Emanuel backs IG plan to move 292 more cops from desks to street
BY FRAN SPIELMAN City Hall Reporterfirstname.lastname@example.org January 23, 2013 11:12AM
Inspector General Joe Ferguson
Updated: February 25, 2013 12:36PM
Mayor Rahm Emanuel vowed Wednesday to follow Inspector General Joe Ferguson’s recipe to save up to $16.6 million a year and put another 292 police officers on the street — by shifting sworn officers from desk jobs to street duty.
After a “complete review of police assignments,” Emanuel said Police Supt. Garry McCarthy has already reassigned “560 to 580” officers who were previously doing clerical and administrative jobs to patrol Chicago neighborhoods.
If Ferguson has identified even more police officers “pushing paper,” as Emanuel put it, the mayor said he would relish the opportunity to return those officers to street duty as well, so long as the police union contract does not prevent it.
“I welcome any report that says there’s another hundred, 200, 300, 150 additional officers that you can move from administrative office positions back onto the streets protecting our neighborhoods,” the mayor said.
Emanuel said he’s asked his staff and McCarthy to “immediately review” Ferguson’s report and “see if there’s anything here that we can act on.”
Chicago ended 2012 with 506 homicides, a 16 percent increase over the year before. The murders and shootings have continued into the new year, prompting aldermen from across the city to press their demand more police hiring beyond the 500 officers Emanuel plans to hire this year in hopes of keeping pace with retirements.
“I’ve got to make sure there’s not any ... contractual issues. If there aren’t, I’m gonna take a fresh look. ... It will be in line with what we started on Day One, which is to take police officers and move `em into the area of fighting crime and not into the area of moving paper and pushing paper,” the mayor said.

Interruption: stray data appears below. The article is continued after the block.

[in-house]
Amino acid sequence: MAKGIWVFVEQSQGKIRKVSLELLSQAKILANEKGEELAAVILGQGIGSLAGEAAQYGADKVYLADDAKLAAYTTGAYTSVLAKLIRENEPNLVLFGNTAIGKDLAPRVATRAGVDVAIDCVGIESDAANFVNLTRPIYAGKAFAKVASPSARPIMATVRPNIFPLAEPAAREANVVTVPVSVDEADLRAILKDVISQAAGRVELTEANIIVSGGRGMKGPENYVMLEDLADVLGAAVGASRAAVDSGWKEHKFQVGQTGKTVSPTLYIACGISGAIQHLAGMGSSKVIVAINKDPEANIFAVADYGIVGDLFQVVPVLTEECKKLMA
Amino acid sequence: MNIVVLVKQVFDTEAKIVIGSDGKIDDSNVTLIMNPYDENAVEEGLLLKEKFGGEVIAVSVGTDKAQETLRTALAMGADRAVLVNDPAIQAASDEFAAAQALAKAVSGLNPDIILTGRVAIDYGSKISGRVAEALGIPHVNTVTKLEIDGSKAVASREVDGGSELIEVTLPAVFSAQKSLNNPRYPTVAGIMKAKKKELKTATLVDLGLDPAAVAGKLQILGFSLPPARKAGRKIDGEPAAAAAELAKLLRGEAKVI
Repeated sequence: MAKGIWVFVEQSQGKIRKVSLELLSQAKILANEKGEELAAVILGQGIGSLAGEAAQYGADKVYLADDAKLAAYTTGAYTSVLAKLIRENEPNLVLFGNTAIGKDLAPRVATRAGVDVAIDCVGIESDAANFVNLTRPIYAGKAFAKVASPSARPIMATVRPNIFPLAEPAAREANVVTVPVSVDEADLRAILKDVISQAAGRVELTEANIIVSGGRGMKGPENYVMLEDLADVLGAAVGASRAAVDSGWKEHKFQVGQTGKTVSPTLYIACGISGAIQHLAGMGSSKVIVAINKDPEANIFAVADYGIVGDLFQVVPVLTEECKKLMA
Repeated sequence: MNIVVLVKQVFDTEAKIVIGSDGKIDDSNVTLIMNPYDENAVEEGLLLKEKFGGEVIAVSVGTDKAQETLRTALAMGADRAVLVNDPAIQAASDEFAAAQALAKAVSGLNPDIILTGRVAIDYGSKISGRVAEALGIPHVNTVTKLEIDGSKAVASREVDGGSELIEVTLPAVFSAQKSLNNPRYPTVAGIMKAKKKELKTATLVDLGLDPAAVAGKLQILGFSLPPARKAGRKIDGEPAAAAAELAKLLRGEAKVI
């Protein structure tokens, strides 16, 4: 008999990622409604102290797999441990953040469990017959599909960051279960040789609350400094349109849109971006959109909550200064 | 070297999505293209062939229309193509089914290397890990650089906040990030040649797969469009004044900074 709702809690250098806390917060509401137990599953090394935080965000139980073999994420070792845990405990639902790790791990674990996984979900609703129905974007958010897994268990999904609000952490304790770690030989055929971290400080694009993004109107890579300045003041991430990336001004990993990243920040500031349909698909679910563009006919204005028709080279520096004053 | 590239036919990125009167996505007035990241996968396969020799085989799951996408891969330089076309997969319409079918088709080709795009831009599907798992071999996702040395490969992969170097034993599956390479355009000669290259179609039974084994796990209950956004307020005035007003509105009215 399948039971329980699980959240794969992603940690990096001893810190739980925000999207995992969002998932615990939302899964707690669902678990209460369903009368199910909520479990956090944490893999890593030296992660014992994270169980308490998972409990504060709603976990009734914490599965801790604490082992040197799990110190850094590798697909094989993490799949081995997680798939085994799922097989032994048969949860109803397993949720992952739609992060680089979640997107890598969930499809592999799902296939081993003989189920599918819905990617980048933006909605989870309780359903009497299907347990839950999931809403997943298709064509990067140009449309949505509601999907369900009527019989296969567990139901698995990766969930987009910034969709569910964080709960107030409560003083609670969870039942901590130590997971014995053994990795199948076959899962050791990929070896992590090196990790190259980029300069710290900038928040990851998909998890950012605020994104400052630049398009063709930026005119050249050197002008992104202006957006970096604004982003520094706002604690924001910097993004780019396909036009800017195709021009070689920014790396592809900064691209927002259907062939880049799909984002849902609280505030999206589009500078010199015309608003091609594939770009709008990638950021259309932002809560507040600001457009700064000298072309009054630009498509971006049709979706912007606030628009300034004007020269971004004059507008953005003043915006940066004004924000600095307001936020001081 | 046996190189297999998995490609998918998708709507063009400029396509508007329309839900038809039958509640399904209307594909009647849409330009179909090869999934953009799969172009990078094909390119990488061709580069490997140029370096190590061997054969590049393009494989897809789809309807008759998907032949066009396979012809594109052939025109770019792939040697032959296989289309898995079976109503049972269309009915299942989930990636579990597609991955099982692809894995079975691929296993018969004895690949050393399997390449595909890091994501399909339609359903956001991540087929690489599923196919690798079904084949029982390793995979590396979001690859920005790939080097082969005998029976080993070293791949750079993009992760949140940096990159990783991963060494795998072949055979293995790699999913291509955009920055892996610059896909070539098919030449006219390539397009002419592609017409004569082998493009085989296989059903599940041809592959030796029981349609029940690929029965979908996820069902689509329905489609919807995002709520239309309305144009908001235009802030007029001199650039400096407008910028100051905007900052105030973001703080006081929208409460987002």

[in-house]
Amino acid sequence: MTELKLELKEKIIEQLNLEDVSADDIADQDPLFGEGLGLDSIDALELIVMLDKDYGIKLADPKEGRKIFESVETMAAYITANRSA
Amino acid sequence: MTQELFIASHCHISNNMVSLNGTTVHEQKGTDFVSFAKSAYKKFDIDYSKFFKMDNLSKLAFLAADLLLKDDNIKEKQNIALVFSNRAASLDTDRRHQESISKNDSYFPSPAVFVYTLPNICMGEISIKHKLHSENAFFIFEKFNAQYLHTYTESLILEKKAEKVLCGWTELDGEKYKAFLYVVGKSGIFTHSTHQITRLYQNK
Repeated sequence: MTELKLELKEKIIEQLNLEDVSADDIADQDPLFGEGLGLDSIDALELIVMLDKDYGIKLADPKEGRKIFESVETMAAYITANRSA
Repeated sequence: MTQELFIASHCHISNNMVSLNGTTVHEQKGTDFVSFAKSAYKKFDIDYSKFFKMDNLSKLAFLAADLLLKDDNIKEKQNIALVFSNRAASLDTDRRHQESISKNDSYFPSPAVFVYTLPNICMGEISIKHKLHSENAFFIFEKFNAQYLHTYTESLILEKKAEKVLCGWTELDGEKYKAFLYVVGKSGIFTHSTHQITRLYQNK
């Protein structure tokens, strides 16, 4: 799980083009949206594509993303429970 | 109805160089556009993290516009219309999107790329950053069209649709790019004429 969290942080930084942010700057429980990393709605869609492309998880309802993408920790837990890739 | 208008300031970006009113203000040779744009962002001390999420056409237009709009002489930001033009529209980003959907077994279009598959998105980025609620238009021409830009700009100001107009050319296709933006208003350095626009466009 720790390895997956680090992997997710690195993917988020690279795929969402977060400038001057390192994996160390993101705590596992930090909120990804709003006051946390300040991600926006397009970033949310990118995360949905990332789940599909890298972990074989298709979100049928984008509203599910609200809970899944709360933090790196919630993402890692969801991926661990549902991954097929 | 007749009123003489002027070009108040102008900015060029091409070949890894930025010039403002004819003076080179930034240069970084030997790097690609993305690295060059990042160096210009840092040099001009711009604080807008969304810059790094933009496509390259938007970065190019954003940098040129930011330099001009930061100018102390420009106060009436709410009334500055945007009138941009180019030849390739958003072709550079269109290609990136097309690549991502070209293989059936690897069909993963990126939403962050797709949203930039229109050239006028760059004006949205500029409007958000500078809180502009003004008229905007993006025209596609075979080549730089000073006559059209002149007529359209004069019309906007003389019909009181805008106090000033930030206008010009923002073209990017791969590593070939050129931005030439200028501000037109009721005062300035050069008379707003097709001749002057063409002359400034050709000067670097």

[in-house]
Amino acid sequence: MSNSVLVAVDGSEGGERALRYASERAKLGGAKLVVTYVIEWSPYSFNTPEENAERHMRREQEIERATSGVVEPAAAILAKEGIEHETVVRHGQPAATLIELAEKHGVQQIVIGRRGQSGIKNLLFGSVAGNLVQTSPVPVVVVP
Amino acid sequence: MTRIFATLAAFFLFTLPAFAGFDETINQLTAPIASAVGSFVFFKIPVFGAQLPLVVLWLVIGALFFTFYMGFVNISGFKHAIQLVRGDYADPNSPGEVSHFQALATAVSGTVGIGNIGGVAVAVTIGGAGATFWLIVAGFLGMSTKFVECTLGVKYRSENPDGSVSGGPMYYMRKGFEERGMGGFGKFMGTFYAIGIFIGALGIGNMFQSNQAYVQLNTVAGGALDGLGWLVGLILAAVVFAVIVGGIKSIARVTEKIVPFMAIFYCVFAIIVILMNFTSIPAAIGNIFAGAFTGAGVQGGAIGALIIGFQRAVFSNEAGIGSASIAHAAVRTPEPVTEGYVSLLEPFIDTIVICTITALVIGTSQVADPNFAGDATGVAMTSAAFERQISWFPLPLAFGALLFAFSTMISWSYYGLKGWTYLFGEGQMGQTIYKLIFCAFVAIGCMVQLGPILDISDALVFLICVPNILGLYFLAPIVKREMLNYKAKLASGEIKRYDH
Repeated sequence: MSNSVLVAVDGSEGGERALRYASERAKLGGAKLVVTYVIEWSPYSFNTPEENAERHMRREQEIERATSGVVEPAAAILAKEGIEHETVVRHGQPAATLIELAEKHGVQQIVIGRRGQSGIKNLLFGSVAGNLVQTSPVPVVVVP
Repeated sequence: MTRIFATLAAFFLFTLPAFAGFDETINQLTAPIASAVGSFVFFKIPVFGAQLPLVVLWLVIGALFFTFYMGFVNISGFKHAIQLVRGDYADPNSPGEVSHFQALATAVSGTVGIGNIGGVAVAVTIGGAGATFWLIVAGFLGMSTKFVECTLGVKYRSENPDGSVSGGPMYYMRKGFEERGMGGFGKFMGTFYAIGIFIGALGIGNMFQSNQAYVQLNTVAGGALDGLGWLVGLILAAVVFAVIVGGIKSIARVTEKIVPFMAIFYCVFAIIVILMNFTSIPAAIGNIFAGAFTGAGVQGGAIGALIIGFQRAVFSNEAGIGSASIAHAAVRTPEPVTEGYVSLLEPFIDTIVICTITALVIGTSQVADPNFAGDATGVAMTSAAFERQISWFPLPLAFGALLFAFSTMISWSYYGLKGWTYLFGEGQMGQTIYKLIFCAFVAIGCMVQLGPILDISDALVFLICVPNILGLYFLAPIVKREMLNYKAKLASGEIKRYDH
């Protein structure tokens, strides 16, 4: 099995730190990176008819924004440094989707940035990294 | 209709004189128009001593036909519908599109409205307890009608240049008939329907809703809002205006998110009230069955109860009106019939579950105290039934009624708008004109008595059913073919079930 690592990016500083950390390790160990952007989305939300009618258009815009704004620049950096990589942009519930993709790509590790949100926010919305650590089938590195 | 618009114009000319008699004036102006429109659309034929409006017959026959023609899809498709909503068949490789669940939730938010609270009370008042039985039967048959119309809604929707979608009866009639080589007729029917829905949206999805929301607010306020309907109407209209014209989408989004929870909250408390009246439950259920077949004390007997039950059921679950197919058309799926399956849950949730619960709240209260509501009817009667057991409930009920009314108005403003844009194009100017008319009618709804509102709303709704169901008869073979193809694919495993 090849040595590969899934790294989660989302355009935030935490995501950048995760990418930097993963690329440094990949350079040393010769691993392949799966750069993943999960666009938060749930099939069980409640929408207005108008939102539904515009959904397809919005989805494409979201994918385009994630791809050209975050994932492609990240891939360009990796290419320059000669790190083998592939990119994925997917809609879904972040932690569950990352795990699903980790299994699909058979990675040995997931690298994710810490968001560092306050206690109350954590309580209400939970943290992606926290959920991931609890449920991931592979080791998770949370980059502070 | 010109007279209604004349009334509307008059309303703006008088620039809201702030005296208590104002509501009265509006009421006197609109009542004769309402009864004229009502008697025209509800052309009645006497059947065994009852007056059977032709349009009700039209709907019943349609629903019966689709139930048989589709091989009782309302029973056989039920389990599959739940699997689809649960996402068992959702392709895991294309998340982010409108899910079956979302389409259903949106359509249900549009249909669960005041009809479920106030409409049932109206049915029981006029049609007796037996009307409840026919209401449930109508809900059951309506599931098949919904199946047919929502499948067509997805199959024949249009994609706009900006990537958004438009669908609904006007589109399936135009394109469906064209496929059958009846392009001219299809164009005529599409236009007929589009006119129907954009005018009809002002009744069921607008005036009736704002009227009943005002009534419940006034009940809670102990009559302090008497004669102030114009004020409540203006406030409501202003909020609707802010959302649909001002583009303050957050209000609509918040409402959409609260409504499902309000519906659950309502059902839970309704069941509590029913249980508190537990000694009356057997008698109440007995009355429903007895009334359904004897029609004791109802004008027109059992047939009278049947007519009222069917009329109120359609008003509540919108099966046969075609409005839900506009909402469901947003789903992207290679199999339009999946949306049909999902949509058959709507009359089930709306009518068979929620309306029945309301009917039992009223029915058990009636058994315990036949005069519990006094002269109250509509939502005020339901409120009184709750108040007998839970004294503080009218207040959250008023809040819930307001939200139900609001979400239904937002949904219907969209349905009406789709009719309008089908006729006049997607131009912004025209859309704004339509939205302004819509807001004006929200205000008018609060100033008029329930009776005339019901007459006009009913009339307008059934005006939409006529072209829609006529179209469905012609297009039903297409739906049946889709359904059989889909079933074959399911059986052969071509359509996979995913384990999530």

“I hope it’s all 300. ... Whatever it is, we’re gonna reassign those officers onto the streets if it makes sense.”
After analyzing 30 different units within the Chicago Police Department’s $1.25 billion-a-year bureaucracy, Ferguson recommended that Emanuel turn over 292 of the 370 full-time jobs currently held by sworn officers to civilians.
That would save Chicago taxpayers anywhere from $6.4 million to $16.6 million a year, depending on how much money the civilian replacements are paid.
The city would save money even if civilians were paid the same as the officers they replaced because of the “more generous fringe benefits” that sworn officers receive, Ferguson concluded.
Sworn officers were performing “purely administrative tasks,” including travel arrangements in the Finance Division, data entry in the Records Inquiry Section and nursing in the Medical Services section, the 58-page report states.
Police officers were also doing graphic design in the General Support division, accounting in the Bureau of Organized Crime, time-keeping in the first deputy’s office and grant writing in the Research and Development Division, Ferguson claimed.
“Chicago taxpayers have invested heavily in ensuring that CPD officers receive specialized law enforcement training. Using it to arrange travel or handle media requests doesn’t comport with best practices or common sense,” Ferguson was quoted as saying in a press release that accompanied his report.
“The city has a variety of options for civilianizing these positions. Doing so would not only save the city money. It would also allow CPD to re-deploy these and possibly other sworn officers to other high-priority missions.”
Emanuel’s wholehearted embrace of the IG’s report contrasts sharply with the Police Department’s more cautious written response.
In it, police officials wrote, “Wholesale civilianization fails to account for operational continuity and that law enforcement officers are more than individuals who make arrests.”
Police officials argued that Ferguson’s description of the 292 positions as “purely administrative” fails to account for the impact those officers have on overall department operations.
“Absent some exceptions, basically the determination centered on whether there is a requirement to enforce the law or make an arrest and, if not, the position was identified as a civilianization opportunity. This is a limited and narrow view of the function of police officers within the CPD as an operational enterprise,” the department response states.
“While some positions may be a direct exchange of sworn to civilian replacement, others do not so easily allow for civilianization in their entirety.”